Frank (Danky) Dorrington


Frank Dorrington

Born: January 21, 1933 (New Glasgow, Nova Scotia)
Died: March 11, 2013 (New Glasgow, Nova Scotia)

Newfoundland and Labrador Hockey Hall of Fame (1996)
Pictou County (N.S.) Sports Heritage Hall of Fame (2005)
Nova Scotia Sport Hall of Fame (2007)
Newfoundland and Labrador Sports Hall of Fame (2008)


Danky Dorrington led the Corner Brook (Nfld.) Royals to four Herder Memorial Trophy wins as senior provincial champions in the 1960s, later adding a fifth title as coach. He recorded more than 800 points in senior hockey, during which he became a legend in his home province of Nova Scotia as well as his adopted province of Newfoundland and Labrador.

Born in 1933 to Donelda (née MacKay) and William Dorrington in New Glasgow, N.S., Dorrington began his hockey career with a Maritime midget championship (at age 16), a Maritime juvenile championship (at age 17) and a Maritime junior championship (at age 19).

ImageThe 6-foot, 185-pound right-winger was known for his size and speed. He added a Martime senior championship to his resumé with the Moncton (N.B.) Hawks in 1955. In 1956-57, he joined the Miramichi (N.B.) Beavers, becoming New Brunswick’s top goal scorer in his two seasons in the circuit, scoring 94 goals in just 76 games.

Dorrington went to the United States to play for the Johnstown (Pa.) Jets of the EHL in 1958. His statistics were more modest in that tough pro league — he recorded 92 points in 124 games in two seasons. He enjoyed yet another championship season when Johnstown knocked off New Haven to claim the EHL title in 1960 with a 4-2 victory in Game 5 of a best-of-seven series. Dorrington scored his team’s final goal.

After yet another stellar season playing senior hockey in the Maritimes, with the Amhert (N.S.) Ramblers, Dorrington made a move to Newfoundland late in the 1961-62 season, arriving in time to guide Corner Brook to a provincial title. (While they played a playoff game, the hotel in which they were staying burned down and the players lost their personal possessions.) The triumph ended a 37-season drought for the Royals. Dorrington and the Royals were perennial contenders, winning the Herder Trophy again in 1964, 1966 and 1968. He was coaching in 1977 when the Royals again claimed the Newfoundland senior championship.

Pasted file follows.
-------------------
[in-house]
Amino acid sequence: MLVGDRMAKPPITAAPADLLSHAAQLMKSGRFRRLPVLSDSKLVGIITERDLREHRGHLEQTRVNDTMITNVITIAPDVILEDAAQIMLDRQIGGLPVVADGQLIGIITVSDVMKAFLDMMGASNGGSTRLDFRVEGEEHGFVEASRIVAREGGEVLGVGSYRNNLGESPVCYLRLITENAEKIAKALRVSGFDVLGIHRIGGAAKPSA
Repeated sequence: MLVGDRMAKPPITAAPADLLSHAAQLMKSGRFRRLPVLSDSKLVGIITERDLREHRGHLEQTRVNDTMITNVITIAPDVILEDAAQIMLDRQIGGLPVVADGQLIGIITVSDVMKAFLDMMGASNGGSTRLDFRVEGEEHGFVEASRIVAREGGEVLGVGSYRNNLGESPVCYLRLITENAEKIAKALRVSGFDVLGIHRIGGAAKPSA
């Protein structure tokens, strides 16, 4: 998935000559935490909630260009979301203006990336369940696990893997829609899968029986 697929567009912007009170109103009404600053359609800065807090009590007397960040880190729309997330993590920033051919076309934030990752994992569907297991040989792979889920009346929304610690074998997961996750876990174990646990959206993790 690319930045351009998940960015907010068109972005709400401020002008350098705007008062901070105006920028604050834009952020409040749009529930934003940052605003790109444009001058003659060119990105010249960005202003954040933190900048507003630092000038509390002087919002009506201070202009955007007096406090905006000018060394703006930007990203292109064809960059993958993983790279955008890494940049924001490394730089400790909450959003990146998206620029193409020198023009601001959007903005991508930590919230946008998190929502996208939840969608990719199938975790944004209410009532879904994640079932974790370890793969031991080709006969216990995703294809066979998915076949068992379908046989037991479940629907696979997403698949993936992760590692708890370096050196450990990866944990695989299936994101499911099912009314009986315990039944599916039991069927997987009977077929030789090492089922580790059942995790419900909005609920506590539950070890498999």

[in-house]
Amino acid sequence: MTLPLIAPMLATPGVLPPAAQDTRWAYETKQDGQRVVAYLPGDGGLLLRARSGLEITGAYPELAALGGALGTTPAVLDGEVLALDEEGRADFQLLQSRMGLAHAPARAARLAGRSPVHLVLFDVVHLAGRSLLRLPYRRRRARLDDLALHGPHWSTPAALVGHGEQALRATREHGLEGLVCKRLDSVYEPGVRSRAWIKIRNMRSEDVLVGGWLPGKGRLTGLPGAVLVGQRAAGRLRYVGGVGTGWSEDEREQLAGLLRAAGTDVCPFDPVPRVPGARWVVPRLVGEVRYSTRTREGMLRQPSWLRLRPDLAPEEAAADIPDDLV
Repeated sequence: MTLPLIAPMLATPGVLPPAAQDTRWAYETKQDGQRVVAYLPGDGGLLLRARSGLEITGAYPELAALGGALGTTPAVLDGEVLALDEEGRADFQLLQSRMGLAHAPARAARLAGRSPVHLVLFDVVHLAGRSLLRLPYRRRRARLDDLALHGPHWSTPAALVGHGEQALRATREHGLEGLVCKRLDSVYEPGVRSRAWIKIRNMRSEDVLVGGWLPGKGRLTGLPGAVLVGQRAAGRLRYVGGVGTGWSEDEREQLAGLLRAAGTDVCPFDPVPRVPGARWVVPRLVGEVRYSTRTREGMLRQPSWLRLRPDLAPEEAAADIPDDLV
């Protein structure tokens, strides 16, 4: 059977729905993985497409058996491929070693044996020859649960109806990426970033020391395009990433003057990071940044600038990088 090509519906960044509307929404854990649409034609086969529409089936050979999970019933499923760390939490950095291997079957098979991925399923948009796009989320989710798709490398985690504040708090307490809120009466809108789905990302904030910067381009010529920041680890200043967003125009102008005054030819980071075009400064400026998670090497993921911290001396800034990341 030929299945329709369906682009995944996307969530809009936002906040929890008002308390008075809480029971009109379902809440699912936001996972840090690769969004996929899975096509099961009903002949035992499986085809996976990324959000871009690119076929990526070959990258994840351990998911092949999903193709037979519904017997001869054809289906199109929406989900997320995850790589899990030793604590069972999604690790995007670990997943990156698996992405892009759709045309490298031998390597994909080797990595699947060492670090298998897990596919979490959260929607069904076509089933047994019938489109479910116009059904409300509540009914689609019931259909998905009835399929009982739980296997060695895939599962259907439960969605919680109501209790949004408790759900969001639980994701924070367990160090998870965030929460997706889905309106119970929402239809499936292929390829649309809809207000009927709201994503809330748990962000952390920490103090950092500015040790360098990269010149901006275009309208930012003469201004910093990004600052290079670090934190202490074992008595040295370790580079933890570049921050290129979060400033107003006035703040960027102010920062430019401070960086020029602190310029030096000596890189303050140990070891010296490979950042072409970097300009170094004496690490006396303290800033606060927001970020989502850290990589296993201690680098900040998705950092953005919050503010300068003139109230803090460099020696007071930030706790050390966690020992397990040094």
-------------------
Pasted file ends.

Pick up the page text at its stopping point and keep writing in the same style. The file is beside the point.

In 13 seasons as a player with the Royals, Dorrington scored 349 goals in 340 games. He also had 529 assists and retired as the league’s all-time leader in goals, assists and points. 

A popular figure with hometown crowds, but a hated one when on the road, Dorrington was competitive at all times, even during practice. The city of Corner Brook adopted Dorrington as a favourite son, proclaiming a Frank (Danky) Dorrington Day in his honour in 1972, the only athlete ever said to have been so honoured. His No. 17 sweater was retired to be placed in the rafters of the arena.

Dorrington was also a notable softball player in summer. He led the Corner Brook league with a .428 average in 1969, further evidence, if any were needed, for his being named the city’s male athlete of the year.

Away from the rink, Dorrington earned his keep delivered heating oil in Corner Brook.

In recent years, Dorrington was inducted into provincial sports halls of fame in Nova Scotia and Newfoundland and Labrador. As well, his 1960-61 Amherst Ramblers team has been named to the Nova Scotia hall.

Dorrington was diagnosed with dementia a year before his death. He leaves the former Angie Pitts, his wife of 50 years; a son; a daughter; two granddaughters; two brothers; and, a sister. He was predeceased by two brothers.





The Corner Brook Royals pose for a championship portrait after the 1961-62 season.



Leave a Reply

Fill in your details below or click an icon to log in: Logo

You are commenting using your account. Log Out /  Change )

Google+ photo

You are commenting using your Google+ account. Log Out /  Change )

Twitter picture

You are commenting using your Twitter account. Log Out /  Change )

Facebook photo

You are commenting using your Facebook account. Log Out /  Change )


Connecting to %s